July 26th will be the anniversary of the Americans with Disabilities Act, which became a law in 1990. This law was created to prohibit discrimination against individuals with disabilities in all areas of the public. This means jobs, transportation and all public and private places that are open to the general public. The purpose of this law is to ensure that people with disabilities have equal opportunities and rights as every other person. To fully understand the ADA, we have to break down the five sections that relate to different areas of public life that this law covers.
Title I: Equal Employment Opportunity for Individuals with Disabilities
This title in particular is to help those with disabilities to access the same employment opportunities as people without disabilities. The employer must provide accommodations so that the employee may participate in the application process and perform essential job functions.
Title II: Nondiscrimination on the Basis of Disability in State and Local Government Services
This title of the ADA prohibits discrimination in all programs, activities, and services of public entities. This applies to all state and local governments. This section clarifies the requirements for any public transportation, for example, AMTRAK. This title also includes requirements for self-evaluation. It gives public transportation an outline of what modifications need to be made to their systems to ensure that everyone has equal access.
Title III: Nondiscrimination on the Basis of Disability by Public Accommodations and in Commercial Facilities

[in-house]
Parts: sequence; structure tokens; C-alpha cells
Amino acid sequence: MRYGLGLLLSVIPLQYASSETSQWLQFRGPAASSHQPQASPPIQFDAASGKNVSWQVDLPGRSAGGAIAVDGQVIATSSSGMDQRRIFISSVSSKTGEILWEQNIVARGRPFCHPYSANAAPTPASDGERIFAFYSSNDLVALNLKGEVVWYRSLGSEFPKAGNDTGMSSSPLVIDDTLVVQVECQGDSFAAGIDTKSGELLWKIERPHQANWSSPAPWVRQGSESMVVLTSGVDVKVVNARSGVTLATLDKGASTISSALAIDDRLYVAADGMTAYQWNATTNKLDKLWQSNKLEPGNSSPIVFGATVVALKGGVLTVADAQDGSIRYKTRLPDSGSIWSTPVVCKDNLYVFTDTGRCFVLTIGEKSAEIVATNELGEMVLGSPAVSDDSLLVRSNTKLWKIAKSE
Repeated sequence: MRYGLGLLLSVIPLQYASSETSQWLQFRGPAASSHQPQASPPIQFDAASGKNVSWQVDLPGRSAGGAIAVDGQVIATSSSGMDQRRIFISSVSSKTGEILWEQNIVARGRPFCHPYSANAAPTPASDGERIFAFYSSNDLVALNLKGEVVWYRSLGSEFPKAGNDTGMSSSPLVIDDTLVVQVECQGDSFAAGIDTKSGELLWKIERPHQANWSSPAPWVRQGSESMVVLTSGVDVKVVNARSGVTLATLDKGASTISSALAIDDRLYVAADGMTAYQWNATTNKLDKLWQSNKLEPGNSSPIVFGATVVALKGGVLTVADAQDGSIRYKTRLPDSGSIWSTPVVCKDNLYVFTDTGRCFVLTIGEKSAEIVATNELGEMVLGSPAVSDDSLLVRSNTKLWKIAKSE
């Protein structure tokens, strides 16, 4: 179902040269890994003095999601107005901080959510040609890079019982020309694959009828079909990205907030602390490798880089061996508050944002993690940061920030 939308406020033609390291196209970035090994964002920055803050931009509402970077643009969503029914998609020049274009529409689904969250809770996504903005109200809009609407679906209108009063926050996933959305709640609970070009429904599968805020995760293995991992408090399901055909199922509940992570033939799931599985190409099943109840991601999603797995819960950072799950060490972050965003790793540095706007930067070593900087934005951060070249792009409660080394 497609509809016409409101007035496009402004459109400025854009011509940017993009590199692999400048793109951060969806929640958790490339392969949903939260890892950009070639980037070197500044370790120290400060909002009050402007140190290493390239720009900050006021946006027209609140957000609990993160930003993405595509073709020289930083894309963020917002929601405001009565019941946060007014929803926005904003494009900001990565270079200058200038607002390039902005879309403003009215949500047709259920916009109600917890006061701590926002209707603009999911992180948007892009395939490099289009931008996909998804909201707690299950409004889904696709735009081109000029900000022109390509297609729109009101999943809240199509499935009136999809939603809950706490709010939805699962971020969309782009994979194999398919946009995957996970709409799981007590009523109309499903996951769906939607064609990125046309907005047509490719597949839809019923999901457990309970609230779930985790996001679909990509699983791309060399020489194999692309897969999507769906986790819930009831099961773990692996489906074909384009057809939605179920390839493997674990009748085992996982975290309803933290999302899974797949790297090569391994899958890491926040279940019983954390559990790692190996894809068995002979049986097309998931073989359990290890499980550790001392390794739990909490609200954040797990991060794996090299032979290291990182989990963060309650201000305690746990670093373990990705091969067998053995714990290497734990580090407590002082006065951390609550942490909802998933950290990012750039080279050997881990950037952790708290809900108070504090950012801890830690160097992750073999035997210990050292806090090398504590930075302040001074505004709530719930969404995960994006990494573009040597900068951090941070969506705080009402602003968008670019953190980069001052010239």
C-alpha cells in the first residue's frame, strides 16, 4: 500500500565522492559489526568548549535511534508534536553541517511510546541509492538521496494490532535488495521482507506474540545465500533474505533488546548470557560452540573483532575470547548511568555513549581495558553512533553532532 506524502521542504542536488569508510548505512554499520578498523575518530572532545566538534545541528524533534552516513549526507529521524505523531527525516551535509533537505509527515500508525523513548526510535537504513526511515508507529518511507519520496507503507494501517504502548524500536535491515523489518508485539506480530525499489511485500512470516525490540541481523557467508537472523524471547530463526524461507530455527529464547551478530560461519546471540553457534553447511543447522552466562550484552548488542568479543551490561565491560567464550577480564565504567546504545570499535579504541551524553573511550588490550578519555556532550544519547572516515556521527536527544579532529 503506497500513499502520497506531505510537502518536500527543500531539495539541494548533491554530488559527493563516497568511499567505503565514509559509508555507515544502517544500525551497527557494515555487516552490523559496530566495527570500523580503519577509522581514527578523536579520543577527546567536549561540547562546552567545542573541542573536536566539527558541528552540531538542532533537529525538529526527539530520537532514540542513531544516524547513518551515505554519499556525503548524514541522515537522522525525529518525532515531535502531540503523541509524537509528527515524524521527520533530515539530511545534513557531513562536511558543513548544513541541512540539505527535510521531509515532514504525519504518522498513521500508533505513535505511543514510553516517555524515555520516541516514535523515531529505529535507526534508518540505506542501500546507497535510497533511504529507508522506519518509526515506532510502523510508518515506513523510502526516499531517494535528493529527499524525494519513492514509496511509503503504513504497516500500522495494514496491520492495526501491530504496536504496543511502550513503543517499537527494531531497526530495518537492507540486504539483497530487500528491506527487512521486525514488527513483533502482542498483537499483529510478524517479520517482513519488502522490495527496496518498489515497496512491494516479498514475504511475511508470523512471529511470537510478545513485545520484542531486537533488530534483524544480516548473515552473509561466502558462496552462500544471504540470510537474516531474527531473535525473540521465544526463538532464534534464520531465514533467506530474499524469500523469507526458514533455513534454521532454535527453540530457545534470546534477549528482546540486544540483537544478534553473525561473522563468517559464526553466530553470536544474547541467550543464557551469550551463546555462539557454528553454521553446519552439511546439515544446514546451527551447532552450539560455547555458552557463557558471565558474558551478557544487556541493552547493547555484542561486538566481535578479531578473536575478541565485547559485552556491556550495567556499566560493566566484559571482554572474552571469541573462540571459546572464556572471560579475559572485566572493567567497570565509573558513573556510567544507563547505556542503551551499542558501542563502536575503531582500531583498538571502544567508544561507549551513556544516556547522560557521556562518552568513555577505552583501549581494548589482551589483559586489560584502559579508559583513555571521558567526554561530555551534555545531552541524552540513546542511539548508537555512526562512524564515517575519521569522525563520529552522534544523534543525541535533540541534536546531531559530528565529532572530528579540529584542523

Title III prohibits places of public accommodations from discriminating. Public accommodations include privately-owned, leased or operated facilities. This includes hotels, restaurants, stadiums, movie theaters, etc. Once again, this is a requirement for these facilities to make “reasonable modifications” in order to create access for individuals with disabilities. This title is regulated by the U.S Department of Justice.
Title IV: Telecommunications
Title IV requires telephone and internet companies to provide a system to relay services that allow individuals with hearing or speech disabilities to be able to communicate over the phone.
Title V: Miscellaneous Provisions
This section covers the ADA law as a whole, in specific, its connections to other laws, state immunity, its impact on insurance providers, etc. This title also covers a list of conditions that are not to be considered disabilities.
As we continue to try to close the gap between opportunities for people with and without disabilities, it is important to stay educated in changing and progression of these laws and regulations. If you or someone you know has a disability, we encourage you to visit the ADA Government Website, where you can find all kinds of resources and information.